IDAHO event - the Ceremony
7pm, 17th May 2006
Welcome to Aurora, Croydon Police’s Focus Group for Lesbian, Gay, Bisexual and Transgendered people – and welcome to Aurora’s event for IDAHO, the International Day Against Homophobia.
This evening we’re going to concentrate on a very few Lesbian, Gay, Bisexual and Transgendered people who have been victims of hate crime across the world – a tiny fraction of those who have been attacked, tortured, persecuted and killed. Aurora is set up to deal with policing issues here in Croydon: as Aurora we can not deal with atrocities overseas. Then we shall observe one minute’s silence to commemorate all such victims across the world.
Then members of Aurora will commit themselves to a series of steps to address our, much smaller, related issues here in Croydon.
We begin in schools in this country.
Where words are in bold, below, a title was added to a display board. The board was divided in four quarters, each representing one of the minority groups Aurora commits to work for:
Darren Steele was a 15 year-old choir boy. His mother came home to find that he had hanged himself. A note by his body explained that he had killed himself because of the bullying that he was suffering at school.
At the inquest, Darren’s friends explained that he had been regularly taunted as a 'gay boy' and a 'poof' because he liked drama and cookery. He had been systematically punched, verbally abused and even burned with cigarettes by other students over five years.
He never told a teacher.
For Amy Vickers it seemed unlikely that she would complete her GCSEs. She had to change schools twice after other children found out that she was a lesbian.
She said "I had dog shit and eggs put into my bag, abuse written across my locker … Anything I didn't put in my locker would be covered in graffiti. I had words spray-painted onto my jacket. I had kids telling me that they were going to beat my head in.
"I got into a couple of fights, and had bruises and cuts around my eye. I had a bottle smashed over my arm at one point. One day in the middle of a cookery lesson I even had knives thrown at me. But I never told the teachers why it was happening because they'd tell my parents."
We continue in Jamaica, the Caribbean and Africa
JAMAICA, the CARIBBEAN and AFRICA
Brian (that’s a pseudonym) is 44 and a very quiet gay man from Kingston, Jamaica. The reggae star Buju Banton, 32, is an avowed homophobe whose song Boom Bye-Bye decrees that gays "haffi dead" ("have to die"). On June 24th 2004, Banton and 13 others forced their way in to Brian’s house at gun point and viciously beat him and five other men, leaving him half blind. After international protest, Banton was eventually charged in autumn 2005, but in January this year a judge dismissed the case for lack of evidence. This is typical of such cases in Jamaica.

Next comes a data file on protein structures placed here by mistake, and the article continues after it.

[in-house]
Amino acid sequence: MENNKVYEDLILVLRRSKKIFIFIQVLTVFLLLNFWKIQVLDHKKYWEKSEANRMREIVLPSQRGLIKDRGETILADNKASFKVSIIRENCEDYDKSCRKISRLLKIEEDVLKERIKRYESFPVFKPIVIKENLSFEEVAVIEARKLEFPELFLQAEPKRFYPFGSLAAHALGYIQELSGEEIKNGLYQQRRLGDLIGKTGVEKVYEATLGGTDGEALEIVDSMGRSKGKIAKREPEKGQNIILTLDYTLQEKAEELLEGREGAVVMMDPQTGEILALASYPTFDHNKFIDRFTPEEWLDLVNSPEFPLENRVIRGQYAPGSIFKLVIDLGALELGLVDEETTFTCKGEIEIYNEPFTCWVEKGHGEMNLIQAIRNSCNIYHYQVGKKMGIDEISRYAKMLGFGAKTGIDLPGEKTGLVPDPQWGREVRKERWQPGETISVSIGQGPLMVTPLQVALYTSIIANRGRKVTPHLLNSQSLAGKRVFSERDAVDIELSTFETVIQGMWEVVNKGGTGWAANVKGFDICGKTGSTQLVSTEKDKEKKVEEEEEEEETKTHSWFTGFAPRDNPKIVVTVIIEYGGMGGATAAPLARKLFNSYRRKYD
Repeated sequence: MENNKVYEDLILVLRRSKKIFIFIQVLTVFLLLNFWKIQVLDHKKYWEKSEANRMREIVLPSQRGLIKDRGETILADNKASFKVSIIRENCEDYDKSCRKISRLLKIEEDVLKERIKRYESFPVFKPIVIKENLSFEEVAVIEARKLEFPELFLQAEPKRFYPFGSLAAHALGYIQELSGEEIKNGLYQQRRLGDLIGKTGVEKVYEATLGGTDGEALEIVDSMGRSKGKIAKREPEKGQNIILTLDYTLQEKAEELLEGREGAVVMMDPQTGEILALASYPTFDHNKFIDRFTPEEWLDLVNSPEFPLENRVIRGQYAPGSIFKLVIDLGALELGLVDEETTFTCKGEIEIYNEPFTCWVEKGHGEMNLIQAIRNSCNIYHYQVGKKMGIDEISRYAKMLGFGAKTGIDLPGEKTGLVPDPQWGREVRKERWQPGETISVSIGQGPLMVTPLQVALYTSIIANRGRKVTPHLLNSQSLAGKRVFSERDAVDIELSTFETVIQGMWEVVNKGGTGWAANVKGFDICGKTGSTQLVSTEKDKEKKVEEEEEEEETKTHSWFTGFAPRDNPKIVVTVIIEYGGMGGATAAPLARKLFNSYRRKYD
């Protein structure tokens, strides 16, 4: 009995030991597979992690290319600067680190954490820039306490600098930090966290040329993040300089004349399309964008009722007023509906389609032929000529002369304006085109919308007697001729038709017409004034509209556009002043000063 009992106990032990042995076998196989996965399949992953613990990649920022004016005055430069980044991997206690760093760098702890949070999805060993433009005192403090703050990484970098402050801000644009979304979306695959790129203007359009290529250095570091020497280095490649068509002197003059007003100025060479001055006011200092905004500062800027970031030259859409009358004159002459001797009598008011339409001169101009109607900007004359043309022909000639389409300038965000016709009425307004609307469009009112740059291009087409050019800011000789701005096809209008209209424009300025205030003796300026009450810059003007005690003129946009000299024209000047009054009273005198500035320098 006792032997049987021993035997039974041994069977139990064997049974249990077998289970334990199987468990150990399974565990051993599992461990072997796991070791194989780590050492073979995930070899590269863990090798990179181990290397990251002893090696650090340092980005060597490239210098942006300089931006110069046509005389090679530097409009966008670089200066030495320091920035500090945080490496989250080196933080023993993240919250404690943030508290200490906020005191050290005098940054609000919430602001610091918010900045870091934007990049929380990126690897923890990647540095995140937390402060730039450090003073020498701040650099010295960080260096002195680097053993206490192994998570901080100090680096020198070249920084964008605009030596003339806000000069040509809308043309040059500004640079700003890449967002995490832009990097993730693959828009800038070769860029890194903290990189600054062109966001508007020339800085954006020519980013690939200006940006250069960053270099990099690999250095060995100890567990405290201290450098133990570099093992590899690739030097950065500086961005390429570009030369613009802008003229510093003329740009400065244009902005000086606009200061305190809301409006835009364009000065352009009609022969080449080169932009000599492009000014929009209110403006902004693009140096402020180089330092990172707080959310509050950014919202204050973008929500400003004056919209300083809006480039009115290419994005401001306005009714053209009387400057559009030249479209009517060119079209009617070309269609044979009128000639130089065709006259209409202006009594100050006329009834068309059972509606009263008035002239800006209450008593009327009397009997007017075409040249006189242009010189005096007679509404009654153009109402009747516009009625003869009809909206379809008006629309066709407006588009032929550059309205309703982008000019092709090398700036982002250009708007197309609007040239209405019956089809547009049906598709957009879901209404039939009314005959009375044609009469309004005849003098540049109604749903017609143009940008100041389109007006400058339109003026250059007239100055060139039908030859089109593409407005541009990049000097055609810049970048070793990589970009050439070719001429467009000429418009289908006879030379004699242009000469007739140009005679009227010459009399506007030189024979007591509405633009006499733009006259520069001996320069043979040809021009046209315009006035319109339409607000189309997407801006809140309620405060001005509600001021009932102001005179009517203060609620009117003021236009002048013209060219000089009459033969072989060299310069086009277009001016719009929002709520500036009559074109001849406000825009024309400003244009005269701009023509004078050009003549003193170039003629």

Steve Harvey at age 30, was a leading Jamaican AIDS activist. Through Steve's immense courage and dedication he played a pivotal role in ensuring that safer sex information and condoms were available to all Jamaicans. Last November, at one in the morning, on the eve of World AIDS day, gunmen forced their way into his home, took him to a remote rural area where they shot him in the head and back in an execution-style killing.
Brian Williamson was a founder member of the Jamaican LGBT Forum, J-FLAG, and one of the few individuals prepared to speak publicly about matters concerning the gay community. He was stabbed to death on June 5th 2004, in his own home, and a crowd even celebrated over his mutilated body.
Perhaps most disturbing of many anti-gay assaults have been acts of mob violence. In 2004, a teenager was almost killed when his father learned his son was gay and invited a group to lynch the boy at his school.
A young man, Nokia Cowan, was chased through the streets by a mob yelling ‘batty-man’ and chased off a pier into Kingston harbour, where he drowned.
Months later, witnesses say, Jamaican police egged on another mob that stabbed and stoned a gay man to death in Montego Bay.
Vigilante action against gay people is often reported, as is ill-treatment or torture by the police in Jamaica. Gay men and women have been beaten, cut, burned, raped and shot on account of their sexuality. The well attested cases are only the tip of the iceberg.
A similar situation applies in many other Caribbean countries.
Fanny Anne Eddy a lesbian activist from Sierra Leone, was staying late to catch up on work in the LGBT office, when she was horrifically attacked, raped and murdered.
On April 6th 2006 Ryan Smith and Dick Jefferson, a CBS news reporter and a senior news producer, were singled out, attacked and beaten on their heads with tyre irons amongst shouts of anti-gay abuse, on the Caribbean Island of St Maarten.
Many African countries also experience similar levels of hatred: In February, for example, Zoliswa Nkonyana, 19, was beaten to death by a mob with bricks and clubs near Cape Town because she came out as lesbian.
IRAN and ASYLUM
Now we turn to Iran
We’ve heard of Mahmoud Asgari, 16, Ayaz Marhoni, 18, who were convicted for having a gay affair when they were both in their early teens. (They were not for alleged rapes and other alleged gay activity.) They were publicly hanged in Mashhad, Iran, last July.
Javad was a 28 year old gay Iranian male. Pictures and a video of his partner and him attending a party, with gay friends, fell into the hands of the Iranian government. After this, out of fear of being tortured, imprisoned and put to death he fled to the United Kingdom.
Javad arrived at Oakington, UK and applied for asylum. In December the British government denied his refugee status.